Moore, Beautiful Sublime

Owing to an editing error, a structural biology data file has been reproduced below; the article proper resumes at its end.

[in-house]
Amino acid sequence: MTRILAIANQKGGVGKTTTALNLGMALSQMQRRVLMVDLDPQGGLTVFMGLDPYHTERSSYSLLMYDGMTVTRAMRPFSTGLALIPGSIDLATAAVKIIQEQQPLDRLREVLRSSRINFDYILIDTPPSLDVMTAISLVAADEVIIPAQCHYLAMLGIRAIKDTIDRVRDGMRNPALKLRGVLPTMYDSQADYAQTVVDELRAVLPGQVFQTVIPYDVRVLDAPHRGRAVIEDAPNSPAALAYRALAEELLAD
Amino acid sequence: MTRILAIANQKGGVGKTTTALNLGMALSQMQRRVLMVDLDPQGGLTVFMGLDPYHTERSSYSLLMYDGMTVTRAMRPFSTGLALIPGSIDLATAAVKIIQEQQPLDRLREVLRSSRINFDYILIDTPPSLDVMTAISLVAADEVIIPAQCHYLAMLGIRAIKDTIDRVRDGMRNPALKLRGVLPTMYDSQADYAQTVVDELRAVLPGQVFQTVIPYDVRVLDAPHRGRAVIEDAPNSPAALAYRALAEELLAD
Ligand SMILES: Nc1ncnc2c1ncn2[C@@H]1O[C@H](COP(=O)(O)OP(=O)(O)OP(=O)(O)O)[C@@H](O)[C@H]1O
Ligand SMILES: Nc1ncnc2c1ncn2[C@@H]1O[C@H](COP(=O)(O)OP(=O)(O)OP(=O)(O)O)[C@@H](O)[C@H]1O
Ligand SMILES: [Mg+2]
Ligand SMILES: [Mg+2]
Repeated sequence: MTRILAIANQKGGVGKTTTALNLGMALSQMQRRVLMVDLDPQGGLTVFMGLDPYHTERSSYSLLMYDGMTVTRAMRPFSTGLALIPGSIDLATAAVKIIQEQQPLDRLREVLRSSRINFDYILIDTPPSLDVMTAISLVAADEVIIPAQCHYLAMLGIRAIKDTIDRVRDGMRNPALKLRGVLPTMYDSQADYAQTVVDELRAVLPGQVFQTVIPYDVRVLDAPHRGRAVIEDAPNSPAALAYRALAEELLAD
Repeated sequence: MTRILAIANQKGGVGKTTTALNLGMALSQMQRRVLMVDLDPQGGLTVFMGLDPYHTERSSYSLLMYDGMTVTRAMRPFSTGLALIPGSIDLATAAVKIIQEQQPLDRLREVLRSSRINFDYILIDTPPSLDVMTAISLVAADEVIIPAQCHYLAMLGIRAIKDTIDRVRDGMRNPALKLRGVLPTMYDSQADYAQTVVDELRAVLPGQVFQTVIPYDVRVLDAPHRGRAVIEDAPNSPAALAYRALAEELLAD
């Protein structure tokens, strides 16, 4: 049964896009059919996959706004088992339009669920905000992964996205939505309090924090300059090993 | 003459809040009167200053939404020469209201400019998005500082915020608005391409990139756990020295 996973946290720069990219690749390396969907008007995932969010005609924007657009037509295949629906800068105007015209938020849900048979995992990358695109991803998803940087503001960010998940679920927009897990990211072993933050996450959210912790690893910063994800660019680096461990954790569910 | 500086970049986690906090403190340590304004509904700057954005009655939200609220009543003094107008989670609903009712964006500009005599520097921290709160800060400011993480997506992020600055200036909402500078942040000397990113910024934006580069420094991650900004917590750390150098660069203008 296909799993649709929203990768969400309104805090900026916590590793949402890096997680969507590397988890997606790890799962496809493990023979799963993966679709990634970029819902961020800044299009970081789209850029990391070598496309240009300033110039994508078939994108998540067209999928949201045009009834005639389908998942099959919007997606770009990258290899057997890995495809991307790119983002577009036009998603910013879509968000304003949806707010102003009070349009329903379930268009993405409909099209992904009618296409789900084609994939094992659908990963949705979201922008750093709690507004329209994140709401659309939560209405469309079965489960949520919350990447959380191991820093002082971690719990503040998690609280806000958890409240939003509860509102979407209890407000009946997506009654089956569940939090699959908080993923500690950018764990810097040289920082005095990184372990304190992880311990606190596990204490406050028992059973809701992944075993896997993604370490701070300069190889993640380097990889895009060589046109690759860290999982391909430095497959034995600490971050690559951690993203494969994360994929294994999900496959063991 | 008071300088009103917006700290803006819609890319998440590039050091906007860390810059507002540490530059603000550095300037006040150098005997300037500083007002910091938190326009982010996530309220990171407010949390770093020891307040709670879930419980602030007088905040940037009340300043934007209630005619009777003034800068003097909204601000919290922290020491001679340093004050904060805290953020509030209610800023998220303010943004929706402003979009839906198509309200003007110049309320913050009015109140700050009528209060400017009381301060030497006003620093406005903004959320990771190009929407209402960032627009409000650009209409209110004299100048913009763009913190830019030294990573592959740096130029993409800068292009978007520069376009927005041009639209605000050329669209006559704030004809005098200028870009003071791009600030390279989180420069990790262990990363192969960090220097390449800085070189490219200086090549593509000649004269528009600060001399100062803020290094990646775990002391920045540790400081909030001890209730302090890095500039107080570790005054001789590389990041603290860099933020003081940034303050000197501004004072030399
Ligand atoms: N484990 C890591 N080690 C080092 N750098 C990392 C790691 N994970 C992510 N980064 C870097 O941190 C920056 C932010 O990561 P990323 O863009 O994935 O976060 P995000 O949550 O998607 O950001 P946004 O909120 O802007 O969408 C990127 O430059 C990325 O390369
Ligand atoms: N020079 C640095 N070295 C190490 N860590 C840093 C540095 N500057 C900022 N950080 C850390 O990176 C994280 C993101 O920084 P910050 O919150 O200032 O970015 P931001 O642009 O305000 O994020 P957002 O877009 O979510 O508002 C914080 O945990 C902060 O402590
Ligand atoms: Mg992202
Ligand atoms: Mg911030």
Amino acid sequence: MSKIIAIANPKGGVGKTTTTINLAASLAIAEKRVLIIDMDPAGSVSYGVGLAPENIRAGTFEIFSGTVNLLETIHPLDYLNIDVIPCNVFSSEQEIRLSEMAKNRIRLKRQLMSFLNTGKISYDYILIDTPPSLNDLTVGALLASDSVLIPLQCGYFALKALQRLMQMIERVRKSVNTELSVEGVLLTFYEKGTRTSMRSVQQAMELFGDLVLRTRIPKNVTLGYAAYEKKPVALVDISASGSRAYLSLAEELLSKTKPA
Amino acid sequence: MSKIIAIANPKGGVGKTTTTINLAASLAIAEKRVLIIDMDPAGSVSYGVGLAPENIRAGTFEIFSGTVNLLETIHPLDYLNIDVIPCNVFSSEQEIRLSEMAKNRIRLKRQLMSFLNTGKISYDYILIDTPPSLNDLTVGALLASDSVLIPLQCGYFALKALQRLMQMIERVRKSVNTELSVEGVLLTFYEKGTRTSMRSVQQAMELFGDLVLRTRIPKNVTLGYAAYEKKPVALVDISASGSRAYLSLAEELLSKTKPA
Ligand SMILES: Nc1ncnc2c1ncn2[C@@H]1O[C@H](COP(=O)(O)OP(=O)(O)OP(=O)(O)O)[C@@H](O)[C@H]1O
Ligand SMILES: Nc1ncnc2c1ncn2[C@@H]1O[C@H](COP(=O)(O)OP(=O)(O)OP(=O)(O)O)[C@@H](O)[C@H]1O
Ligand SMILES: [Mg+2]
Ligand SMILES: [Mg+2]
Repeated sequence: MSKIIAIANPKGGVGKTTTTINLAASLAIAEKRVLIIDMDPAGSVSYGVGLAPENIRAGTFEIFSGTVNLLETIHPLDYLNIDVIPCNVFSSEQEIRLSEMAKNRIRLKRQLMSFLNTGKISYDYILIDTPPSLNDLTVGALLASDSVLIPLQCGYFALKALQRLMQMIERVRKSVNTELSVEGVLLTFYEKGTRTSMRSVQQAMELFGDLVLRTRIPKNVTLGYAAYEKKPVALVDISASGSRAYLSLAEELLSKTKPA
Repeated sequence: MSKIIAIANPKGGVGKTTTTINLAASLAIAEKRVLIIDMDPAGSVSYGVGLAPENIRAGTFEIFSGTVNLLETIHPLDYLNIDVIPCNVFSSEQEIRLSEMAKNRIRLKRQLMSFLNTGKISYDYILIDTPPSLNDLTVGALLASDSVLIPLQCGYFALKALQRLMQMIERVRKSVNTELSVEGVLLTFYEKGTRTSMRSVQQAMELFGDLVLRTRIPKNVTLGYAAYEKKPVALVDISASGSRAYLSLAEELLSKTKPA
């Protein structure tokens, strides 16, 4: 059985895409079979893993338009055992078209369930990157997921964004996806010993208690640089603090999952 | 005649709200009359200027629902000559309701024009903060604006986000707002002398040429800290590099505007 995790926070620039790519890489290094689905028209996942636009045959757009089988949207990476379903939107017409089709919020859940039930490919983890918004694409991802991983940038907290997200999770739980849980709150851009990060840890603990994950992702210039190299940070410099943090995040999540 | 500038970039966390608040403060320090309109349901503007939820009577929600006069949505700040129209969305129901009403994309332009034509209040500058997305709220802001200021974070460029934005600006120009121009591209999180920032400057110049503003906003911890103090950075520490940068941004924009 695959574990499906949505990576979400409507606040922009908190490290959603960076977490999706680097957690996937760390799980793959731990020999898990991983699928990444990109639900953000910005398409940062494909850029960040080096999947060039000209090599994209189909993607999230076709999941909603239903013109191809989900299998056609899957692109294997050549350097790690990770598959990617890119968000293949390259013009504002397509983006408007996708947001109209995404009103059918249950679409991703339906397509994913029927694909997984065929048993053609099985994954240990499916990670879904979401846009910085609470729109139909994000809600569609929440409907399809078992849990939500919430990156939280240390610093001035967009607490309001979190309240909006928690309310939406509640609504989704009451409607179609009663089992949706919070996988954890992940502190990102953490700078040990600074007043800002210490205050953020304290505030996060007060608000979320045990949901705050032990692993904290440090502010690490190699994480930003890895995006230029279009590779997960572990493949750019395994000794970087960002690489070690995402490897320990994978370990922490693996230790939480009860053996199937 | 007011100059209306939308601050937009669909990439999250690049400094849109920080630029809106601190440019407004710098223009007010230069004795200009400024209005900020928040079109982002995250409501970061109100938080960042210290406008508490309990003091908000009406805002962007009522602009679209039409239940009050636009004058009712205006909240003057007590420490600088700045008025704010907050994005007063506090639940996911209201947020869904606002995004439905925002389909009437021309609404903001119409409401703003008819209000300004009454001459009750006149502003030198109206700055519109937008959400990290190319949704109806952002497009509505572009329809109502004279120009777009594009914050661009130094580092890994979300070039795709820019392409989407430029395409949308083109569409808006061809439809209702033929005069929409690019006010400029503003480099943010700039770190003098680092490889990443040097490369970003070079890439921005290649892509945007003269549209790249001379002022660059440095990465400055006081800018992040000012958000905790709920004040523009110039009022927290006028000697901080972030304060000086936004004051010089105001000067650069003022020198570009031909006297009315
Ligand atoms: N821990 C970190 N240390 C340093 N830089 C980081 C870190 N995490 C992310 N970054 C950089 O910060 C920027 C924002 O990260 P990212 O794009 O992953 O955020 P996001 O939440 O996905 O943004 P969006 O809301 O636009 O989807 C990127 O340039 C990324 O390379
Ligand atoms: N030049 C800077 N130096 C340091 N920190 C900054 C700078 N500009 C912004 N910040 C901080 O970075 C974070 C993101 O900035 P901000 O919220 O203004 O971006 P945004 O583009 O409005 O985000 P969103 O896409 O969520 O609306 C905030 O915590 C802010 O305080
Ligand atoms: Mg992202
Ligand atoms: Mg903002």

‘Sublime’ and ‘Milton’ – no other pairing is used more frequently in early discussions of the author of Paradise Lost: Addison finds Milton’s genius ‘wonderfully turned to the Sublime’, John Dennis calls Milton ‘the sublimist of all our poets’, while Jonathan Richardson concludes that Milton’s mind ‘is truly poetical. Great, strong, elegant and sublime’. Modern critics look askance at these ‘sublime Miltonists’, who are charged with forcing Paradise Lost, they took what was essentially a Restoration term and challenged it with an alternative aesthetic category – the beautiful. Though beauty did mark a certain generic stability (in a Burkean sense), it came increasingly to represent generic transformation, which in its most radical form recast the notion of a ‘sublime Milton’. It is this play of oxymorons – sublime epic and beautiful sublime – that marks the brilliance of the early eighteenth century’ criticism of Paradise Lost. To explore the early-eighteenth-century view of the ‘sublime Milton’, the author analyzes the work of five readers of Paradise Lost during the years 1701-34: Joseph Addison, the only writer of the five who attained any lasting fame; John Dennis, by far the most important – and overlooked – of the early Miltonists; Anne Finch, Countess of Winchilsea, author of a brilliant parody of Book 8 and of even more remarkable accounts of Eve; Jane Adams, a lyric poet from Scotland who re-imagined the domestic hierarchy of Adam and Eve; and Jonathan Richardson, who attempted the first Christian interpretation of Paradise Lost and who authored the first biography of Milton as a ‘sublime poet’. Together these critics represent the richness, cohesion, and variety of the interpretive community reading Paradise Lost in the first decades of the eighteenth century.